Leadeth in triumph (θριαμβευοντ). Late common Koine word from θριαμβος (Latin triumphus, a hymn sung in festal processions to Bacchus). Verbs in -ευω (like μαθητευω, to make disciples) may be causative, but no example of θριαμβευω has been found with this meaning. It is always to lead in triumph, in papyri sometimes to make a show of. Picture here is of Paul as captive in God's triumphal procession.
The savour (την οσμην). In a Roman triumph garlands of flowers scattered sweet odour and incense bearers dispensed perfumes. The knowledge of God is here the aroma which Paul had scattered like an incense bearer.
A sweet savour of Christ (Χριστου ευωδια). Old word from ευ, well, and οζω, to smell. In N.T. only here and Philippians 4:18; Ephesians 5:2. In spreading the fragrance of Christ the preacher himself becomes fragrant (Plummer).
In them that are perishing (εν τοις απολλυμενοις). Even in these if the preacher does his duty.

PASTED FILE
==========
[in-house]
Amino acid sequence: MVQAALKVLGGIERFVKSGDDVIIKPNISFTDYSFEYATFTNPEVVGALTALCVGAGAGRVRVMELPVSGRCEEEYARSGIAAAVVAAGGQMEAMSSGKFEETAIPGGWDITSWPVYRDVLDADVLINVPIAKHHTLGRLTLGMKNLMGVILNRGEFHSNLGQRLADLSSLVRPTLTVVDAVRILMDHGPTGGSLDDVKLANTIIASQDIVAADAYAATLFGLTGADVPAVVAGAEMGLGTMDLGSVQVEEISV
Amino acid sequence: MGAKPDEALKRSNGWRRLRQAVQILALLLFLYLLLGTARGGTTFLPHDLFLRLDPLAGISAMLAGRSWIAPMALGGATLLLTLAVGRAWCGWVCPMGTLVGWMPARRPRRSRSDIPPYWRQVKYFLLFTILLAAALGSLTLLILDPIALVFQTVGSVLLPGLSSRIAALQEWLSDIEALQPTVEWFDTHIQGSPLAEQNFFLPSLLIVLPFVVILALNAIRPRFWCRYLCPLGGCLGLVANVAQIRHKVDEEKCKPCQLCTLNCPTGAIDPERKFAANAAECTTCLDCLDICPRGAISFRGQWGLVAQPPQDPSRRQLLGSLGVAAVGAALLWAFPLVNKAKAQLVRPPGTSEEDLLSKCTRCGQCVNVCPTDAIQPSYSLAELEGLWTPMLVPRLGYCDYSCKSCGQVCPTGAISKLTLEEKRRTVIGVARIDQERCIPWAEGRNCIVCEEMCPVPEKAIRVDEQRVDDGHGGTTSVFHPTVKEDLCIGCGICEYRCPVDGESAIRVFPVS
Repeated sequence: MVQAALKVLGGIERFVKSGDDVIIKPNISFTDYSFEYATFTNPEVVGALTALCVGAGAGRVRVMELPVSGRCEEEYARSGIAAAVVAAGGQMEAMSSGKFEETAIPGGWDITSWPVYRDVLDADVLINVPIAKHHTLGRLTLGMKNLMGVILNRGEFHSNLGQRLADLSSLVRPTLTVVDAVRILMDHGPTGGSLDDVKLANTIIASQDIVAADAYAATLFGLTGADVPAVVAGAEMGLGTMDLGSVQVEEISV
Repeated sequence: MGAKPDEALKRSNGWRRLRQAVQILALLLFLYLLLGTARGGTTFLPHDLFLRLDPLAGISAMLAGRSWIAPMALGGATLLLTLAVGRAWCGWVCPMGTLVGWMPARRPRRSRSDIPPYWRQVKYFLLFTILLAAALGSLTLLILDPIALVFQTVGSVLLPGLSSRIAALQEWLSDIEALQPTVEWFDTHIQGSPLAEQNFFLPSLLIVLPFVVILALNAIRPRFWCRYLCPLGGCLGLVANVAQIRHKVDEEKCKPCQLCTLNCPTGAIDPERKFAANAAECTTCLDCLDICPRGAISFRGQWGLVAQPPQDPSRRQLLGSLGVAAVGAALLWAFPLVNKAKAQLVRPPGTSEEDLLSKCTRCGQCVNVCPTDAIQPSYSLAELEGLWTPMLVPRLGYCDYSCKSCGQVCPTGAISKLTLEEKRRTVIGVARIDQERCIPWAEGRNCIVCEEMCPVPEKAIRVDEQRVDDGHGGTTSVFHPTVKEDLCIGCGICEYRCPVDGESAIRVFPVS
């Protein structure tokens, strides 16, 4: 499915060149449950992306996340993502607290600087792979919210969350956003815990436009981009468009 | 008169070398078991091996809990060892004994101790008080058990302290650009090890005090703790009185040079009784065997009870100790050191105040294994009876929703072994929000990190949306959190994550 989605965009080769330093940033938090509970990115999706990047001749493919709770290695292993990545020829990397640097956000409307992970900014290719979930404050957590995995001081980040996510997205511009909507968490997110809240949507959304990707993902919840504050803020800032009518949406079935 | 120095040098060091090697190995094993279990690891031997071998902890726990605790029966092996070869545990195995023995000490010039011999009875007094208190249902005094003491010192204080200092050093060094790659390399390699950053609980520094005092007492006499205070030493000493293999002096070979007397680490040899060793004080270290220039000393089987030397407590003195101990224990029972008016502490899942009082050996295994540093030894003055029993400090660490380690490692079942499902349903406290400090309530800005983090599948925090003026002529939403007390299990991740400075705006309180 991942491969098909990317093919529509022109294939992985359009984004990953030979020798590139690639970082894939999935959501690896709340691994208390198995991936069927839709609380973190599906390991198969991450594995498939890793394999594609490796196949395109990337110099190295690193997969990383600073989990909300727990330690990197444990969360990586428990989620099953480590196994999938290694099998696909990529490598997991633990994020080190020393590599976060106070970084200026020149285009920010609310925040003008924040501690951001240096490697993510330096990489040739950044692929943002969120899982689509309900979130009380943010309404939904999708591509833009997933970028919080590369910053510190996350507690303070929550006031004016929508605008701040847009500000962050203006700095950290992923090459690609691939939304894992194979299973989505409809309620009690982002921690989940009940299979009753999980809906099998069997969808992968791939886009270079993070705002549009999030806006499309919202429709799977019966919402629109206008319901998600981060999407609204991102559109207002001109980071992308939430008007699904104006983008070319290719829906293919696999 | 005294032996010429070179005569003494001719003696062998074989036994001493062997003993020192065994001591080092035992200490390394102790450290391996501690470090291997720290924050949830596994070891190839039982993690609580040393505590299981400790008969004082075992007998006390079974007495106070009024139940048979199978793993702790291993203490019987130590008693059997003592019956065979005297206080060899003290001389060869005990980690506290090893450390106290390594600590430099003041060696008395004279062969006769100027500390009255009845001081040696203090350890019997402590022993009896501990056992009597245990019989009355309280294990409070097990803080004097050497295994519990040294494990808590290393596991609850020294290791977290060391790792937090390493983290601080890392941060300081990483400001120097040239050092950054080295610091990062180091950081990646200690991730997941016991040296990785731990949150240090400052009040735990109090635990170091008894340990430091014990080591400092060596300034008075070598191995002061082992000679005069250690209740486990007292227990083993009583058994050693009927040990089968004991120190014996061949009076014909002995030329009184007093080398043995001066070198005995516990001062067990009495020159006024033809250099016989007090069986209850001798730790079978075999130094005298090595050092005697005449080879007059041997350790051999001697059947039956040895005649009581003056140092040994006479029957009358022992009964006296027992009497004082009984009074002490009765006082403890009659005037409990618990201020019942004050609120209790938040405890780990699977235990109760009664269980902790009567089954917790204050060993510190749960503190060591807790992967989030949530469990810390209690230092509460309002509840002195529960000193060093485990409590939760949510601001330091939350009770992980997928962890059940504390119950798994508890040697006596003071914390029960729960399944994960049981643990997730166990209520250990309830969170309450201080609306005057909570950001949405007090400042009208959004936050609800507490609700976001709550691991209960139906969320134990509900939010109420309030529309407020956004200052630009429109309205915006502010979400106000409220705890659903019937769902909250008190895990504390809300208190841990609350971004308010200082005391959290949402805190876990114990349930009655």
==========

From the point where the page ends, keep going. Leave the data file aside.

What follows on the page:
From death unto death (εκ θανατου εις θανατον). From one evil condition to another. Some people are actually hardened by preaching.
And who is sufficient for these things? (κα προς ταυτα τις ικανοσ?). Rhetorical question. In himself no one is. But some one has to preach Christ and Paul proceeds to show that he is sufficient.
For we are not as the many (ου γαρ εσμεν ως ο πολλο). A bold thing to say, but necessary and only from God (2 Corinthians 3:6).
Corrupting (καπηλευοντες). Old word from καπηλος, a huckster or peddlar, common in all stages of Greek for huckstering or trading. It is curious how hucksters were suspected of corrupting by putting the best fruit on top of the basket. Note Paul's solemn view of his relation to God as a preacher ( from God εκ θεου,
in the sight of God κατεναντ θεου,
in Christ εν Χριστω).
The Robertson's Word Pictures of the New Testament. Copyright © Broadman Press 1932,33, Renewal 1960. All rights reserved. Used by permission of Broadman Press (Southern Baptist Sunday School Board)
Robertson, A.T. "Commentary on 2 Corinthians 2". "Robertson's Word Pictures of the New Testament". https://www.studylight.org/
the Week of Proper 20 / Ordinary 25